San Francisco Mansion Squatter Arrested After Allegedly Selling Stolen Art

He allegedly sold the artwork from a San Francisco home for over $300,000.

October 20, 2015, 4:52 PM

— -- A squatter in a vacant multi-million dollar San Francisco mansion has been arrested after allegedly stealing and selling paintings from inside the home, police said.

Officers responded to a neighbor's call in the ritzy Presidio Heights neighborhood on Saturday night just before 11 p.m. and found 39-year-old Jeremiah Kaylor staying in a mansion on the 3800 block of Washington St., police told ABC News today. The home was vacant and reportedly up for sale after the owner filed for bankruptcy, police said.

"They made contact with the squatter, he identified himself, produced paperwork saying that he was going to be the proprietor of the house and was in the process of owning the home," Officer Carlos Manfredi, a spokesman for the San Francisco Police Department, told ABC News.

Officers were not able to get in touch with the sales manager since it was almost midnight, and there was no way to prove whether the papers were real, Manfredi said, so police returned Sunday and arrested Kaylor after the sales manager confirmed he was trespassing.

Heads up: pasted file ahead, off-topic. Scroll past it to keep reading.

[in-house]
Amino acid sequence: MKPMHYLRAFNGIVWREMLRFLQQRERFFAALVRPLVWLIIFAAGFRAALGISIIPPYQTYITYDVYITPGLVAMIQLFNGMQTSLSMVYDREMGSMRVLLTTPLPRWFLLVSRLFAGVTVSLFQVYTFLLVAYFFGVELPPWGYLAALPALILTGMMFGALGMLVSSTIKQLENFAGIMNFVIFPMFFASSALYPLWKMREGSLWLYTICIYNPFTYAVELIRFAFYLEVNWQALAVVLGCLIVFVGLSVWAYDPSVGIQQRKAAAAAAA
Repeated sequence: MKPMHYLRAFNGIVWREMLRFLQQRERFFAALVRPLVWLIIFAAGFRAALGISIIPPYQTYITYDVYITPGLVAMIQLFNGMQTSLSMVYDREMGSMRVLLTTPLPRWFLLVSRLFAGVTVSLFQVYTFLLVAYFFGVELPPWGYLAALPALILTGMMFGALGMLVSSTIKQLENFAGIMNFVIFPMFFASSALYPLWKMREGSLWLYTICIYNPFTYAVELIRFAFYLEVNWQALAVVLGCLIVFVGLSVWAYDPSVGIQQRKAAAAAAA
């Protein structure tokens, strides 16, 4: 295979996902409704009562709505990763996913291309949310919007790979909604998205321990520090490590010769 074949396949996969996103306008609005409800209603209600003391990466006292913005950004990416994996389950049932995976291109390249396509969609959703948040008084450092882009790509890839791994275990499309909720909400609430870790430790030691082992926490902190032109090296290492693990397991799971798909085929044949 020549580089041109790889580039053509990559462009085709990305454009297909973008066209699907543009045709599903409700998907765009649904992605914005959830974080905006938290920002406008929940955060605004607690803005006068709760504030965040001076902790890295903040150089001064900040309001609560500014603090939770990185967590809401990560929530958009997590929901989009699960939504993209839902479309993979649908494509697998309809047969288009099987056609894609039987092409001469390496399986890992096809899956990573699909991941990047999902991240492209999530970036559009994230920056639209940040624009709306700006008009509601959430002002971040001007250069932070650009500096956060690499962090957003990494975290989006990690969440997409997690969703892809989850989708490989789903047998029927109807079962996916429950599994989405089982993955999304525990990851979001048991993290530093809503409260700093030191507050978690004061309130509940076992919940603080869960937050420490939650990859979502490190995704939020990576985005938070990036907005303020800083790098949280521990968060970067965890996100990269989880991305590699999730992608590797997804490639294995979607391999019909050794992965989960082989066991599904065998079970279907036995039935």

"While detaining him, an officer noticed a big wooden crate that you would put a painting inside for transport and upon opening the crate, they discovered it was one of the paintings that belonged to the home," Manfredi said.

Later at the police station, Kaylor admitted to selling several of the paintings by using social media and going to a pawn shop, Manfredi added.

PHOTO: Squatter Jeremiah Kaylor, 39, allegedly stole art from a San Francisco mansion and sold it for over $300,000.
Squatter Jeremiah Kaylor, 39, allegedly stole art from a San Francisco mansion and sold it for over $300,000.

Neighbor Allan Anderson, who lives two doors down from the mansion, told ABC News today that he is not sure how long the squatter had been there, but he and his wife said they got suspicious when they noticed the lights on in the house Friday. The house had been empty for about six or seven years, he added, so neighbors noticed the activity in the house.

"The audacity is hard to imagine. Obviously this guy's very clever," Anderson said. "You kind of wonder how this could possibly happen."

Kaylor told police he had been there for at least two months and police believe he got in through an open door or window, Manfredi said.

He added that out of the 11 paintings that were missing, nine have been recovered and the police have leads on the location of the final two.

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